Published December 3, 2022

Gov. Burgum, North Dakota tribes sign gambling compacts 

Written by
AP - The Dakotan
| The Dakotan

By JAMES MacPHERSON Associated Press 

BISMARCK, N.D. (AP) — Gov. Doug Burgum announced Friday that he has signed agreements with North Dakota's American Indian tribes that lowers the legal gambling age from 21 to 19 at tribal-owned casinos and allows gamblers on reservations to use credit or debit cards to place bets. 

The tribal-state agreements known as compacts also allow online sports betting using mobile devices within reservation boundaries but not outside of them. 

Burgum last month rejected a plea by the state's five tribes to give them exclusive rights to host internet gambling and sports betting outside the reservation because it isn't allowed under state law. 

The second-term Republican governor said in a statement that tribal representatives signed off on the compacts Friday after months of meetings. 

"We are deeply grateful to the tribal chairs and their representatives for their collaboration throughout these many months of negotiations, and we look forward to continuing the mutually beneficial gaming partnership between the state and the sovereign tribal nations with whom we share geography," Burgum's statement said. 

Cynthia Monteau, a lawyer and executive director of the United Tribes Gaming Association, did not immediately return telephone calls Friday seeking comment. The association consists of leaders from each of the state's five tribes.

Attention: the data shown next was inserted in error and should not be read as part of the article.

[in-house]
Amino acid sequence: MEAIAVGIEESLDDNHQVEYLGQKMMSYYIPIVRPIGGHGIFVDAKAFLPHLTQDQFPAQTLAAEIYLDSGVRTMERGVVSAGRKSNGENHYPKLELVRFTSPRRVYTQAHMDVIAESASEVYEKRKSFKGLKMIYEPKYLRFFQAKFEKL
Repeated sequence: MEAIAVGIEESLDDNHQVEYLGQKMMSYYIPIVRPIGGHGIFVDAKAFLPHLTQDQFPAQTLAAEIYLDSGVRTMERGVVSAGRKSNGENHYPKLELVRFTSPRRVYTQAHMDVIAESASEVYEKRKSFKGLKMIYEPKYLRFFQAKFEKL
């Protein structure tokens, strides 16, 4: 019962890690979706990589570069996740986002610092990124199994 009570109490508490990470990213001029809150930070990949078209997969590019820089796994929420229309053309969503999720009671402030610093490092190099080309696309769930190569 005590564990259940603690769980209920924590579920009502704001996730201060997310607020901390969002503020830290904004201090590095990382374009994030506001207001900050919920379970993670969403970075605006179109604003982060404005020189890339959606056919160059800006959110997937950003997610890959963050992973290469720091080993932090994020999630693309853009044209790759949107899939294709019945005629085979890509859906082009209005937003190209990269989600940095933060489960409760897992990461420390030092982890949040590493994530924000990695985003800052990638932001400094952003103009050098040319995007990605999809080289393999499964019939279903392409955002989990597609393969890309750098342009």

The compacts replace those that were set to expire at the end of this year. The new compacts are in place for 10 years. 

The tribes initially asked for exclusive rights to host internet gambling and sports betting in the state, where gamblers throughout North Dakota could use mobile devices to place bets that would be funneled through computer servers on tribal land. 

Burgum had said "a clear legal path does not exist for the governor to grant such a broad expansion of gaming." 

North Dakota's five tribes wanted the exclusive rights, arguing that their casinos, which typically are among their biggest employers and help fund social programs on the reservations, have been hurt by the explosion of Las Vegas-style pull tab machines that were legalized in 2017 to benefit charities. North Dakotans poured almost $1.75 billion into the machines in fiscal 2022. 

Under the new agreements, the state's five tribes have each pledged $25,000 for gambling addiction programs. 

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